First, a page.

Indian Premier League indefinitely suspended by cricket chiefs as country’s Covid-19 crisis worsens

The Indian Premier League (IPL) has been indefinitely suspended after three teams announced confirmed Covid-19 infections among players as the country posted a seven-day average of more than 375,000 cases of the virus.

Sunrisers Hyderabad player Wriddhiman Saha tested positive on Tuesday, prompting the country's cricket chiefs to announce the suspension of the league after similar instances at the Kolkata Knight Riders and the Chennai Super Kings in recent days.

The spate of infections has led to concerns that the Covid bio-bubble has disintegrated in Ahmedabad and Delhi – two of the cities hosting the Twenty20 tournament, prompting the decision to pull the plug on the competition.

The IPL postponement reflects the worsening crisis in the country, with more than 20 million cases now reported since the start of the pandemic and deaths now numbering more than 220,000 in the country of 1.4 billion people, leading to concerns that India's healthcare system stands on the verge of total collapse.

Several English players compete in the IPL, including limited overs captain Eoin Morgan, who turns out for the Kolkata Knight Riders. The England Cricket Board (ECB) say that they are awaiting information from the IPL on potentially repatriating their players.

A statement from the IPL said that it will endeavor to return overseas players to their home countries.

English broadcaster Piers Morgan backed the move on social media, writing that it was the "right decision" in what proved to be a divisive comment.

"Wrong decision, Piers. At least the tournament gave them some hope in these awful times," responded one. "Now they have nothing."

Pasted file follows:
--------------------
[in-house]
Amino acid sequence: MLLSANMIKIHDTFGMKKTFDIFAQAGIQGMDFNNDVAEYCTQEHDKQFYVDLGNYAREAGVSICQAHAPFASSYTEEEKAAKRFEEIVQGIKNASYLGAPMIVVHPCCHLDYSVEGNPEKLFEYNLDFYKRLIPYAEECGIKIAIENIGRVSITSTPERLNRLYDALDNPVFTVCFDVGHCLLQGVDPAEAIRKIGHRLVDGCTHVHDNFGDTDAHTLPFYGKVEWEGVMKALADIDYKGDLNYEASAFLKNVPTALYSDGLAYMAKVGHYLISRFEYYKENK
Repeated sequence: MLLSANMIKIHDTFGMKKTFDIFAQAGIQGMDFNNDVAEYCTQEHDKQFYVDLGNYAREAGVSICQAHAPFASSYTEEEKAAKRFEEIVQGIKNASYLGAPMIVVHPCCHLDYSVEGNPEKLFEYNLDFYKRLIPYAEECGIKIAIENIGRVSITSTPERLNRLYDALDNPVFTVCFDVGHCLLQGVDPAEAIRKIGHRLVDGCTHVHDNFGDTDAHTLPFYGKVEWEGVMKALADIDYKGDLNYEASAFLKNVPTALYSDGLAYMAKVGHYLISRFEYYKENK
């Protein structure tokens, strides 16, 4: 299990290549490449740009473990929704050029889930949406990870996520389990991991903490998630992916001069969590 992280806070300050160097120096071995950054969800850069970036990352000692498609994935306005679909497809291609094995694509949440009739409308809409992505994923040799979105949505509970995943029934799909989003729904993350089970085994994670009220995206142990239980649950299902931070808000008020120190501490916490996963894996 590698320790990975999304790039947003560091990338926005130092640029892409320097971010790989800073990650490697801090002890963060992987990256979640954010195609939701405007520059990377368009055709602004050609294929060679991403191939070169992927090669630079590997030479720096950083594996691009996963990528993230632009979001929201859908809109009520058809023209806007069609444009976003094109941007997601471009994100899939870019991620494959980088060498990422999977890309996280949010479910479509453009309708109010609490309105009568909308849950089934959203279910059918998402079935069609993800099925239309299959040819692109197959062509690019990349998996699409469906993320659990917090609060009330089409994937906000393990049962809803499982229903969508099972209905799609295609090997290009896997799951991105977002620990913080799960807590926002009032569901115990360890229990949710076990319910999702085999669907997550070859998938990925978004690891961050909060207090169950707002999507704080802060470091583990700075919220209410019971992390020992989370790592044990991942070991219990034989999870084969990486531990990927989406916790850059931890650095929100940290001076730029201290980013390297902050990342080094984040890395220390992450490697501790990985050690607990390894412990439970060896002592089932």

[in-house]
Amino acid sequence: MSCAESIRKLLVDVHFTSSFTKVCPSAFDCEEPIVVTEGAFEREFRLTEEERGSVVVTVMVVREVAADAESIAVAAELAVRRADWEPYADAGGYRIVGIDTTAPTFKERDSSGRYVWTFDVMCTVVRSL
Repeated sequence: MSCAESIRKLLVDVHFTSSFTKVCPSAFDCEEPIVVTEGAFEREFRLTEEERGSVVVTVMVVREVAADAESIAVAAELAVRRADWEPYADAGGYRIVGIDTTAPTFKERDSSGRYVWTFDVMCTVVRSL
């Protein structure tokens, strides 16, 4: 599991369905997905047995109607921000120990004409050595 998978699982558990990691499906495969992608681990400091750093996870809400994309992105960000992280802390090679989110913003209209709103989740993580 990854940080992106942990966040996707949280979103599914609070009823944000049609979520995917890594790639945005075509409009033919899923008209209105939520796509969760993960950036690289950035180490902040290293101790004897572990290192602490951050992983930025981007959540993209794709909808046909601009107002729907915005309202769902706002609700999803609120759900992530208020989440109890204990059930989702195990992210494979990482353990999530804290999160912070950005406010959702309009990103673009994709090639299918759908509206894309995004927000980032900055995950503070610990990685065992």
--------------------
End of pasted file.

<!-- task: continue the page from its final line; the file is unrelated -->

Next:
An Indian citizen disagreed, writing that the country's cricket officials eventually made the correct call.

"In India, we think it might be the right decision taken very, very late," they wrote on Twitter.

It is thought that the genesis of some of the infections can be traced to Knight Riders players who were granted permission to leave the bio-bubble to receive treatment for injuries in hospital via the IPL's so-called 'green channel'. 

The Super Kings subsequently returned positive tests which led to the postponement of their game scheduled for Wednesday, before league chiefs postponed the league as a whole.

"The Indian Premier League Governing Council (IPL GC) and Board of Control for Cricket in India (BCCI), in an emergency meeting, have unanimously decided to postpone IPL 2021 season with immediate effect," the IPL announced.

"The BCCI does not want to compromise on the safety of the players, support staff and the other participants involved in organising the IPL. This decision was taken keeping the safety, health and wellbeing of all the stakeholders in mind.

"These are difficult times, especially in India, and while we have tried to bring in some positivity and cheer, it is imperative that the tournament is now suspended and everyone goes back to their families and loved ones in these trying times. 

"The BCCI will do everything in its powers to arrange for the secure and safe passage of all the participants in IPL 2021.

"The BCCI would like to thank all the healthcare workers, state associations, players, support staff, franchises, sponsors, partners and all the service providers who have tried their best to organize IPL 2021, even in these extremely difficult times."

The decision to postpone the IPL season will likely be met with approval in some quarters, as the decision to push on with the campaign was seen by many as unnecessary given India's current Covid situation.

The repatriation of overseas players looks set to be an issue all to itself. More than 30 Australian players are involved in the IPL but the country's Covid-19 laws prohibit entry to the country from India after a bill was passed on Saturday which shuts the borders to its own citizens if they have been in India for 14 days prior to entry.

Failure to observe the law can result in heavy fines and a prison sentence of five years.

The guidelines have proved to be unpopular with Australian citizens connected to the IPL, with one Australian commentator savaging the travel ban on social media.

"If our government cared for the safety of Aussies, they would allow us to get home," he wrote online. "It's a disgrace.

"Blood on your hands PM [Australian prime minister, Scott Morrison]. How dare you treat us like this? How about you sort out the quarantine system?

"I had government permission to work on the IPL but I now have government neglect."

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